When Brystol asked me if I wanted to take one of the horses and ride the trail to make sure each station was ready, I was thrilled! I chose one of the Haflinger ponies, she had a smooth gait and I was so glad to have a chance to ride a trot and lope. On my return to the barn I was instructed to ride the trail once more, this time following some of the young pony express riders to make sure everything would go smoothly and none of the activities at the stations would spook the horses. I started out riding a tall brown horse, but switched halfway to a Tennessee Walker. Completing the pony express route, I was then assigned to lead or walk along side young riders. Once everyone completed the Pony Express ride, we all took turns cooling off in the pool and going down the slip n' slide, which was a long white slick piece of plastic tarp extended down the hill from the house.  Someone stood at the top spraying it down with a foam soap to make it slick.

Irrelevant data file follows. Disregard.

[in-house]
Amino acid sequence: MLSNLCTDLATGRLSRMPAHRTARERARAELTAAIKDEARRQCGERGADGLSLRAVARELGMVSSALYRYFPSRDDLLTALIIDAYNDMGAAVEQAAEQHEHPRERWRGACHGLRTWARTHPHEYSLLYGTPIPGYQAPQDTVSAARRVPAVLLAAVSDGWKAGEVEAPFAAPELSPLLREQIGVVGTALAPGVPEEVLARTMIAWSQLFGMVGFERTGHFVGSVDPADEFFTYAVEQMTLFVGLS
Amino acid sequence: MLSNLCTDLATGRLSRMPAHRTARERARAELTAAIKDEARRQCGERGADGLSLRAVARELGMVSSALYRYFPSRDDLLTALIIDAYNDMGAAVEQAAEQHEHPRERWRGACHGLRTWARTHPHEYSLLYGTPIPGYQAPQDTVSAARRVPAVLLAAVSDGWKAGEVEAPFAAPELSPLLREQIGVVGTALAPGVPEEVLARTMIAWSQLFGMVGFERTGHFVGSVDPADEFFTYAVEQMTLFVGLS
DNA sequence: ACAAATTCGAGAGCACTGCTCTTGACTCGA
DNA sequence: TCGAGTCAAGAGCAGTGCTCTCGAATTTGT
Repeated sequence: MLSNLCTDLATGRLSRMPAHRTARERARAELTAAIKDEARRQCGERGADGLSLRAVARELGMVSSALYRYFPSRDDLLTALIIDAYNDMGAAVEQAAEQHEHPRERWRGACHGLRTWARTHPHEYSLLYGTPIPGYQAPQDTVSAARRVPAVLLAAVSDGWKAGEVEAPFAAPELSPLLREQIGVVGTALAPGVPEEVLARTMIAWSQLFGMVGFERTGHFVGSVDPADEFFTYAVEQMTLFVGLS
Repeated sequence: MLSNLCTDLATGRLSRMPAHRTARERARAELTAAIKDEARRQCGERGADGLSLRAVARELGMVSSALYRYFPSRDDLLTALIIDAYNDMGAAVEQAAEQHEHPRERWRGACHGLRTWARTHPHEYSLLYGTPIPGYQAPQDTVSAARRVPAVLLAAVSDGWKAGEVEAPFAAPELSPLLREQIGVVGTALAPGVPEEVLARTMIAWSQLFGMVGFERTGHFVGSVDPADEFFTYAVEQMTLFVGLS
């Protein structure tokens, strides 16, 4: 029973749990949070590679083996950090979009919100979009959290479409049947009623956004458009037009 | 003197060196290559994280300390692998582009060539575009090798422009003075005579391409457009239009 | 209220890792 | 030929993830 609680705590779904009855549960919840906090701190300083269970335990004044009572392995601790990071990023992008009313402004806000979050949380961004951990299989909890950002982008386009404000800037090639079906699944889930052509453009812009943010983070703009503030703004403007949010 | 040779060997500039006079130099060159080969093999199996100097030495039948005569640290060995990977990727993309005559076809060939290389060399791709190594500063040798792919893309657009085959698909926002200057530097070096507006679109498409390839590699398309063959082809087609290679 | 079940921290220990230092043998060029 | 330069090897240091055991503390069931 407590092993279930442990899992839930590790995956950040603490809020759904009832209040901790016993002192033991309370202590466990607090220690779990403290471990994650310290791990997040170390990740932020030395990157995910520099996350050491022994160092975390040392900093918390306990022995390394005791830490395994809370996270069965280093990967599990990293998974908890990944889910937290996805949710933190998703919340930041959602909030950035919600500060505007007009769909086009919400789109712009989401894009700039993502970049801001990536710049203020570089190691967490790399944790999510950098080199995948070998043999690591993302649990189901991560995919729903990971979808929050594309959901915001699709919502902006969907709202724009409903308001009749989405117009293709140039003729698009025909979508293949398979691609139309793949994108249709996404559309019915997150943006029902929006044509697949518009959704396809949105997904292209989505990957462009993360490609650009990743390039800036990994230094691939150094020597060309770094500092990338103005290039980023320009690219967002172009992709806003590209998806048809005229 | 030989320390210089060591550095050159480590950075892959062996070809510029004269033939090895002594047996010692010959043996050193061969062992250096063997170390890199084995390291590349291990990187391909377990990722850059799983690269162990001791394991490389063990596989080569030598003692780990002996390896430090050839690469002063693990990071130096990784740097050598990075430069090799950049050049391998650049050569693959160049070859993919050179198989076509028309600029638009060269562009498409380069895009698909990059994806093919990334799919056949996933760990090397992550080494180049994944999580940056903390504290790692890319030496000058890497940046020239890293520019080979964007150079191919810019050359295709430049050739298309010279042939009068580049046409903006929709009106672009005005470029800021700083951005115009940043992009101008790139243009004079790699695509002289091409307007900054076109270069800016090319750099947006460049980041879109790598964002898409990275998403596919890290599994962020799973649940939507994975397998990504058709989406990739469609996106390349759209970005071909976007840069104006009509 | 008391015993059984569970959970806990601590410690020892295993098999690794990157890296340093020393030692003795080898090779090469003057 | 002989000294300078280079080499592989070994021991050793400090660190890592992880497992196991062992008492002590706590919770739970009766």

Saturday's grand finale was a rodeo put on by the children for their parents.  I chose which of the four categories my children would compete in.  Two did pole bending, one did barrel racing, one did keyhole, and one did roping.  The rodeo started out with the staff and campers holding up a giant American flag while several of the girl campers sang the national anthem.  It was a hot day, but all the children did their best and had fun. After the campers left, the staff cleaned up the Reckner ranch and make sure everything was in its place.

I didn't go home till Monday as that was when a lady had agreed to take me and another girl to meet our rides home in St Louis.  So Sunday afternoon, the Reckners and some of the remaining staff went horseback riding.  That was a lot of fun.  I rode Spur who is a captivity born mustang.  Cantering him was really enjoyable as he felt so comfortable and balanced. 

I'm so thankful for all that God taught me out there.